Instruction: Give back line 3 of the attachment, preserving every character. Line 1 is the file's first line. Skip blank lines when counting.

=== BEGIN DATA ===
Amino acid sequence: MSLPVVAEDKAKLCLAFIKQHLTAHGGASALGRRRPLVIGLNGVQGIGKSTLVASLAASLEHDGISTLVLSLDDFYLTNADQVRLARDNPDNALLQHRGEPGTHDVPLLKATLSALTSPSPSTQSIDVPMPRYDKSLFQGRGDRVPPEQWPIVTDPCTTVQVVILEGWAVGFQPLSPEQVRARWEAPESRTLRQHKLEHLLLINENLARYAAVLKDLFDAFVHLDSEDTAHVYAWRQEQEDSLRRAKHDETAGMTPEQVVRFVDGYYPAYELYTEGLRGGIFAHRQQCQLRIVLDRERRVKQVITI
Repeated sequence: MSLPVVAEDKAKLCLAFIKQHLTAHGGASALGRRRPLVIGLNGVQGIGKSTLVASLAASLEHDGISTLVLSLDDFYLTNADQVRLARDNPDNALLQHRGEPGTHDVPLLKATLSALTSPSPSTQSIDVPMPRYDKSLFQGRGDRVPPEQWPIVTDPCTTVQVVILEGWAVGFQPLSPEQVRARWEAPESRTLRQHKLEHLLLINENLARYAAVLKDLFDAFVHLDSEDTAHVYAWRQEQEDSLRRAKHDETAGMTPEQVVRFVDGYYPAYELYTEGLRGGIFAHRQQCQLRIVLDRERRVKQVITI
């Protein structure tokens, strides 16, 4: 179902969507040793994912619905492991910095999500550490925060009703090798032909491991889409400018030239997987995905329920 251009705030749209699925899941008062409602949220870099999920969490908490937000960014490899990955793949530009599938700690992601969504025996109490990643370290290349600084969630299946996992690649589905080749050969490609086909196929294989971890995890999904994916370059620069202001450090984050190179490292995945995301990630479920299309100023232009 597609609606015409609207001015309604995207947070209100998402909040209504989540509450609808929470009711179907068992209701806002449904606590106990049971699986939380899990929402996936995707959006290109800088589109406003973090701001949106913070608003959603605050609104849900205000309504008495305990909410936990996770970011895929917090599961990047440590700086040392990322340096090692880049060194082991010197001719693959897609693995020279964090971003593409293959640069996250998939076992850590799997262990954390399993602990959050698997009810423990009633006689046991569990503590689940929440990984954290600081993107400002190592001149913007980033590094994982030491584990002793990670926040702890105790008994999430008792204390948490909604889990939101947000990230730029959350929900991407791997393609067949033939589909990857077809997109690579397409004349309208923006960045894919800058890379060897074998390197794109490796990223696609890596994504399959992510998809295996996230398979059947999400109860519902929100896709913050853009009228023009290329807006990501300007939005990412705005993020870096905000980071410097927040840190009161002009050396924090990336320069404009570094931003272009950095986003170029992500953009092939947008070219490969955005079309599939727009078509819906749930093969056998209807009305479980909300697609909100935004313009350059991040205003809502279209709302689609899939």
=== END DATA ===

């Protein structure tokens, strides 16, 4: 179902969507040793994912619905492991910095999500550490925060009703090798032909491991889409400018030239997987995905329920 251009705030749209699925899941008062409602949220870099999920969490908490937000960014490899990955793949530009599938700690992601969504025996109490990643370290290349600084969630299946996992690649589905080749050969490609086909196929294989971890995890999904994916370059620069202001450090984050190179490292995945995301990630479920299309100023232009 597609609606015409609207001015309604995207947070209100998402909040209504989540509450609808929470009711179907068992209701806002449904606590106990049971699986939380899990929402996936995707959006290109800088589109406003973090701001949106913070608003959603605050609104849900205000309504008495305990909410936990996770970011895929917090599961990047440590700086040392990322340096090692880049060194082991010197001719693959897609693995020279964090971003593409293959640069996250998939076992850590799997262990954390399993602990959050698997009810423990009633006689046991569990503590689940929440990984954290600081993107400002190592001149913007980033590094994982030491584990002793990670926040702890105790008994999430008792204390948490909604889990939101947000990230730029959350929900991407791997393609067949033939589909990857077809997109690579397409004349309208923006960045894919800058890379060897074998390197794109490796990223696609890596994504399959992510998809295996996230398979059947999400109860519902929100896709913050853009009228023009290329807006990501300007939005990412705005993020870096905000980071410097927040840190009161002009050396924090990336320069404009570094931003272009950095986003170029992500953009092939947008070219490969955005079309599939727009078509819906749930093969056998209807009305479980909300697609909100935004313009350059991040205003809502279209709302689609899939």